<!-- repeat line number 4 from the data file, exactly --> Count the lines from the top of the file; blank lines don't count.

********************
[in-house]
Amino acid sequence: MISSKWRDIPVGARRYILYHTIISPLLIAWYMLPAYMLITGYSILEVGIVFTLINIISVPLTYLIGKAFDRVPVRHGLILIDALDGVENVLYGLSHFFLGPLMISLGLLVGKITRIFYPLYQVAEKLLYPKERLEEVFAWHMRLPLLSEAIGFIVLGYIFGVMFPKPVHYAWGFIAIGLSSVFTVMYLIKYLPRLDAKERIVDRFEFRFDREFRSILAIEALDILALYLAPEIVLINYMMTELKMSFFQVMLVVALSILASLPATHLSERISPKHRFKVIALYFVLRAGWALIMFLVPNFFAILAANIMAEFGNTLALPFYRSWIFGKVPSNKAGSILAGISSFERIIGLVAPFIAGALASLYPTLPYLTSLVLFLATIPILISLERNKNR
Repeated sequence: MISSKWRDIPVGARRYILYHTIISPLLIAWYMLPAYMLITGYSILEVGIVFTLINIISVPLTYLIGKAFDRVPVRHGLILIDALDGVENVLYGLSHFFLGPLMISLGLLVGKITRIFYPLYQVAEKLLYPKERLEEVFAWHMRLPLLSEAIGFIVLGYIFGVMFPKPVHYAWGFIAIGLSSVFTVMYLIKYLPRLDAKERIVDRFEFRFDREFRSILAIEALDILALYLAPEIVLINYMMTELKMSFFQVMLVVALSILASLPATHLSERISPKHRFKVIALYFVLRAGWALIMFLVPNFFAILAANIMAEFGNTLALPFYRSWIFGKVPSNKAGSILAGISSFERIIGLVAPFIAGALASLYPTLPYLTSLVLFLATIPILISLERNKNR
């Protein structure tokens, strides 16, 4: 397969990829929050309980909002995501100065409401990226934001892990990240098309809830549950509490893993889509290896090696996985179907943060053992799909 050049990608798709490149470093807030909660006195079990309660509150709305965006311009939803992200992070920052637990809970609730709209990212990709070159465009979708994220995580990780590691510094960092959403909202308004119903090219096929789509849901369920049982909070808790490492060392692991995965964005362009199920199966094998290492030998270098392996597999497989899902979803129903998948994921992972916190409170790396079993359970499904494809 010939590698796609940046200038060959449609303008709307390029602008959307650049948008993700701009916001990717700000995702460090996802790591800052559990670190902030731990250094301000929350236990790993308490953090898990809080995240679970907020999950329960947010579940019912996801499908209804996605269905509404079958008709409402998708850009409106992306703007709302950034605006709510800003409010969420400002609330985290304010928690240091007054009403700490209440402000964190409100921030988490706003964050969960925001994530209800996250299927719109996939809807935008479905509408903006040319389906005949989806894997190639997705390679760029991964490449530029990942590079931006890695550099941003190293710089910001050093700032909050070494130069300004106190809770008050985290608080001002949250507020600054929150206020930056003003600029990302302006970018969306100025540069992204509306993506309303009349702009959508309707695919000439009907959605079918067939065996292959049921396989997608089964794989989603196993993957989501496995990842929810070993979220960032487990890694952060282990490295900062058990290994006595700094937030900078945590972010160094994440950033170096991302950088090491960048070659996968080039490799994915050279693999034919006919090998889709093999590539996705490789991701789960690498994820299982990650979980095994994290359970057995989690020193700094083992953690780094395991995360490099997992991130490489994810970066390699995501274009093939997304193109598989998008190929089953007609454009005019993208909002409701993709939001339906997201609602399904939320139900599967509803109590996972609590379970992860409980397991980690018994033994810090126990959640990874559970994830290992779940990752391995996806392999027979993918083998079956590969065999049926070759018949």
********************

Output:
């Protein structure tokens, strides 16, 4: 397969990829929050309980909002995501100065409401990226934001892990990240098309809830549950509490893993889509290896090696996985179907943060053992799909 050049990608798709490149470093807030909660006195079990309660509150709305965006311009939803992200992070920052637990809970609730709209990212990709070159465009979708994220995580990780590691510094960092959403909202308004119903090219096929789509849901369920049982909070808790490492060392692991995965964005362009199920199966094998290492030998270098392996597999497989899902979803129903998948994921992972916190409170790396079993359970499904494809 010939590698796609940046200038060959449609303008709307390029602008959307650049948008993700701009916001990717700000995702460090996802790591800052559990670190902030731990250094301000929350236990790993308490953090898990809080995240679970907020999950329960947010579940019912996801499908209804996605269905509404079958008709409402998708850009409106992306703007709302950034605006709510800003409010969420400002609330985290304010928690240091007054009403700490209440402000964190409100921030988490706003964050969960925001994530209800996250299927719109996939809807935008479905509408903006040319389906005949989806894997190639997705390679760029991964490449530029990942590079931006890695550099941003190293710089910001050093700032909050070494130069300004106190809770008050985290608080001002949250507020600054929150206020930056003003600029990302302006970018969306100025540069992204509306993506309303009349702009959508309707695919000439009907959605079918067939065996292959049921396989997608089964794989989603196993993957989501496995990842929810070993979220960032487990890694952060282990490295900062058990290994006595700094937030900078945590972010160094994440950033170096991302950088090491960048070659996968080039490799994915050279693999034919006919090998889709093999590539996705490789991701789960690498994820299982990650979980095994994290359970057995989690020193700094083992953690780094395991995360490099997992991130490489994810970066390699995501274009093939997304193109598989998008190929089953007609454009005019993208909002409701993709939001339906997201609602399904939320139900599967509803109590996972609590379970992860409980397991980690018994033994810090126990959640990874559970994830290992779940990752391995996806392999027979993918083998079956590969065999049926070759018949």